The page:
Turkey Seeking Role in Europe’s Bid to End Russian Energy Dependency
With Russia curtailing natural gas supplies to Europe, the European Union is scrambling to find alternative sources. The EU is looking to gas providers like Azerbaijan to help fill the gap, but Turkey is positioning itself to play a pivotal role in keeping the lights on and furnaces working in Europe this winter.
The European Union has a mammoth task ahead to replace Russian gas. In 2021, Moscow provided about half of the continent’s gas supplies.
Energy-rich Azerbaijan is one country that can help make up the shortfall, as EU Commission President Ursula von der Leyen declared in her July visit to the Azeri capital, Baku.
“The European Union has therefore decided to diversify away from Russia and to turn toward more reliable, trustworthy partners. And I am glad to count Azerbaijan among them. You are indeed a crucial energy partner for us, and you have always been reliable,” she said.
Baku has already increased its supply to Europe by about a third. The gas is delivered through the Tanap pipeline that crosses Turkey to Greece, linking up with Europe’s pipeline network.
As analyst Ilhan Uzgel of the news portal Kisa Dalga points out, that fact makes Turkey an important player in Europe’s energy future.
“All the pipelines are running through Turkey, and they are connecting to the European pipeline, it’s a transit country in this sense. They are coming up with many plans that Turkey could become an energy hub. For many years we’ve been hearing this rhetoric, but they are not realized,” said Uzgel.
An energy hub is a distribution center with storage facilities and the ability to become an energy exchange, reselling gas to different buyers.
The importance of Turkey as a transit is set to grow. Turkmenistan’s vast gas reserves also are a potentially significant supply of gas to Europe. That gas could be piped west through Azerbaijan and the Turkish Tanap pipeline.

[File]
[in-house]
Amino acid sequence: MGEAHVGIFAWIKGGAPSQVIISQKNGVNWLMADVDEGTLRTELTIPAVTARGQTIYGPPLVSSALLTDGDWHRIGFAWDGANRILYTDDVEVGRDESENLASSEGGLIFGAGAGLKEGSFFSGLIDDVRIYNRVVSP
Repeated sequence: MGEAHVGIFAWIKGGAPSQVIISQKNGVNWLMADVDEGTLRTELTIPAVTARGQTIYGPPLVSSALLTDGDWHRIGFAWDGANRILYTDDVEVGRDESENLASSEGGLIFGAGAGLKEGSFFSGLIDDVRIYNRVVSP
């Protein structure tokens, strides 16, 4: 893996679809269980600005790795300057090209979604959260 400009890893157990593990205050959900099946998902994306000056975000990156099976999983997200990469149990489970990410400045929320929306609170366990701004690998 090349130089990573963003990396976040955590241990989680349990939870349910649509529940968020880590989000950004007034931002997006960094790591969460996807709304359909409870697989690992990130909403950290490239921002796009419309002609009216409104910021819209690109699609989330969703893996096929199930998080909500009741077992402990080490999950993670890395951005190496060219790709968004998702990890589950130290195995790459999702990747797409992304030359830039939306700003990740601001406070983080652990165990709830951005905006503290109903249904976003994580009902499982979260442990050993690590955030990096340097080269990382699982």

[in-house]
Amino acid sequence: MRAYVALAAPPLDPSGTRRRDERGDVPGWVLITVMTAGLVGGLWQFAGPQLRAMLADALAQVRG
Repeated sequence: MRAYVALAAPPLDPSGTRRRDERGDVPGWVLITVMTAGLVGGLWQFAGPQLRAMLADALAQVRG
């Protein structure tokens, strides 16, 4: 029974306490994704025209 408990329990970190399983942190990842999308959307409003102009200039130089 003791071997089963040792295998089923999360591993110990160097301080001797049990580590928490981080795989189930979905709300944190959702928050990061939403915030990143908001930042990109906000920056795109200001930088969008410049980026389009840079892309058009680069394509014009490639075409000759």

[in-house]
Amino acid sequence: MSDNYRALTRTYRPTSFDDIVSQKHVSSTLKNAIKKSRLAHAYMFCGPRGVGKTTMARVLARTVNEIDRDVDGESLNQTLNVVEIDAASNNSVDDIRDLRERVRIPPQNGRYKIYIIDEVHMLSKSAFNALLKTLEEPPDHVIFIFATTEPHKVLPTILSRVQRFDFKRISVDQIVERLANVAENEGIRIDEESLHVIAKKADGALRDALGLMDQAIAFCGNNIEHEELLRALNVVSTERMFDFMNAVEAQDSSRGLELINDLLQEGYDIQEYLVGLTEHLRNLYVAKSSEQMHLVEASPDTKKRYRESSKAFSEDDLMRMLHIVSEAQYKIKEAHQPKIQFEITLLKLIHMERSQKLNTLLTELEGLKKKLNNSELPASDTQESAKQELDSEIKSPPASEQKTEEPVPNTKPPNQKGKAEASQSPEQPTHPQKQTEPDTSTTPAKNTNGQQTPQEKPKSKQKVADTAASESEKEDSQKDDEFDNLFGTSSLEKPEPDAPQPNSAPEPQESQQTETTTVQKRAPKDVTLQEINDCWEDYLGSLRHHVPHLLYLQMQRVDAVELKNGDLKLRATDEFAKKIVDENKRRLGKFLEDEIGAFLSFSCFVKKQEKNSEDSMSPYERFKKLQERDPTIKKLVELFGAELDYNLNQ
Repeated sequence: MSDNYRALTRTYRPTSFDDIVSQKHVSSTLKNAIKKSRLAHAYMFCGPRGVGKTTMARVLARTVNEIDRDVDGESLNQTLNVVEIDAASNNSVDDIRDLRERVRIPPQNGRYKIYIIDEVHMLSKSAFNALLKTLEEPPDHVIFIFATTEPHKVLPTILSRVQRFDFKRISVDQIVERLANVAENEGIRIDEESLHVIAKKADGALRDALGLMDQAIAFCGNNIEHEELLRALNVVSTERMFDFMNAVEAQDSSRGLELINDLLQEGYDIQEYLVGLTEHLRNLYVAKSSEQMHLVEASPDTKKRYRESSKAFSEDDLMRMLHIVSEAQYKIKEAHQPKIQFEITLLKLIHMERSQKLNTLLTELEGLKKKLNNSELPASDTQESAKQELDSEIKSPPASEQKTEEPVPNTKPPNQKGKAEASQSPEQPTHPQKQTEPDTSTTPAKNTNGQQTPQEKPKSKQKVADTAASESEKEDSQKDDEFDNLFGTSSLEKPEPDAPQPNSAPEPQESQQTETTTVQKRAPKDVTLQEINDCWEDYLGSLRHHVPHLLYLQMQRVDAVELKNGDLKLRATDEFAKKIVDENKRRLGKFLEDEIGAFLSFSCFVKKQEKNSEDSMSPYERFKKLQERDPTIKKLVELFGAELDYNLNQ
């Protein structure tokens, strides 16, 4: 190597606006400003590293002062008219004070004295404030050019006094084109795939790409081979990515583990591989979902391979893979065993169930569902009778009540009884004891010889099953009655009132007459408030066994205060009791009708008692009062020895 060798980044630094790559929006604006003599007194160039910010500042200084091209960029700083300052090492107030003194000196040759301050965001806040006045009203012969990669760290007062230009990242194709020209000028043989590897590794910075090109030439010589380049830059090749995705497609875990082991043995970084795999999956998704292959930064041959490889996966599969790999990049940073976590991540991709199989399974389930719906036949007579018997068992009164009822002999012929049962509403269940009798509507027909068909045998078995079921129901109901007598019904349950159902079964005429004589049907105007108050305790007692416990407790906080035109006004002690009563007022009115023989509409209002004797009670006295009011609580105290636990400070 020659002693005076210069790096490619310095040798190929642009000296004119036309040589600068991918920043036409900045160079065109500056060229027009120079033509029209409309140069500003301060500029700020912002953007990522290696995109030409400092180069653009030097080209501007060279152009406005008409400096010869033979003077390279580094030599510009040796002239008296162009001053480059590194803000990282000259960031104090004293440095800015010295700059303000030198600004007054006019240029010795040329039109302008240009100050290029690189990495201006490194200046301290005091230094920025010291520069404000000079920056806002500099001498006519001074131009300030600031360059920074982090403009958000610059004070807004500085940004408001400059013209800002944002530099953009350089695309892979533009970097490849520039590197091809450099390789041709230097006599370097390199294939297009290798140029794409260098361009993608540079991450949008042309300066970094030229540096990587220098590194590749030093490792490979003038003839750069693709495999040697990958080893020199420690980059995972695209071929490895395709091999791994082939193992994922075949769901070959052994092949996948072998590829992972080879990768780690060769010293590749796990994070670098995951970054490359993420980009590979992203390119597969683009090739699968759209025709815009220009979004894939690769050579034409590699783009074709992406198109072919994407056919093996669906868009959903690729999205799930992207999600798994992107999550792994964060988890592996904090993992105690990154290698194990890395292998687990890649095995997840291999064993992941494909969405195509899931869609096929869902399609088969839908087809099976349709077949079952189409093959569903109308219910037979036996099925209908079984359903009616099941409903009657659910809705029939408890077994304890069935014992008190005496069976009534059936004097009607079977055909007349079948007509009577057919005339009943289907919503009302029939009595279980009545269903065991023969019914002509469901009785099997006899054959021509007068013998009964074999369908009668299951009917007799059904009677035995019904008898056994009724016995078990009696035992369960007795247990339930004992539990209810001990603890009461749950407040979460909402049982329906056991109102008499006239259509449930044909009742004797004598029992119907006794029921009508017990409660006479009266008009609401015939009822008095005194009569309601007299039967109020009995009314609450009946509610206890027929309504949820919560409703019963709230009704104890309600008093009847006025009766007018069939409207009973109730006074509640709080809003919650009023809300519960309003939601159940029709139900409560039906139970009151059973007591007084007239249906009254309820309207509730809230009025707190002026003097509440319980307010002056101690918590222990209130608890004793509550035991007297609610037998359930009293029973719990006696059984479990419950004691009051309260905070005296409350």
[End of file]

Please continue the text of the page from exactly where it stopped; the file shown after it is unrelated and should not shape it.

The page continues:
Energy expert and former Turkish ambassador to Qatar Mithat Rende said Turkey is considering projects to enhance its pipeline capabilities.
“One of the projects could be to enhance the capacity of Tanap, the southern gas corridor, and it could take place in less than two years’ time. The second project could be to bring Iraqi gas from northern Iraq, and there you need to build about 200 kilometers of pipeline, so it’s not a big deal but then you need the support of the Federal government in Iraq,” said Mithat.
Europe is already rebuilding its gas pipeline infrastructure to accommodate supply change. Attending the opening ceremony of a pipeline between Greece and Bulgaria, von der Leyen underlined the importance of such projects.
“This pipeline is a game-changer. It’s a game-changer for Bulgaria and for Europe’s energy security. And it means freedom. It means freedom from dependency on Russian gas,” she said.
The Greek Bulgarian pipeline is being supplied by Azeri gas delivered via Turkey.
As Europe weans itself from dependency on Russian gas, it will increasingly, at least in the medium term, become reliant on Turkey as a transit country for its energy. Some observers warn that it could create its own challenges, given the EU’s recent strained ties with Ankara.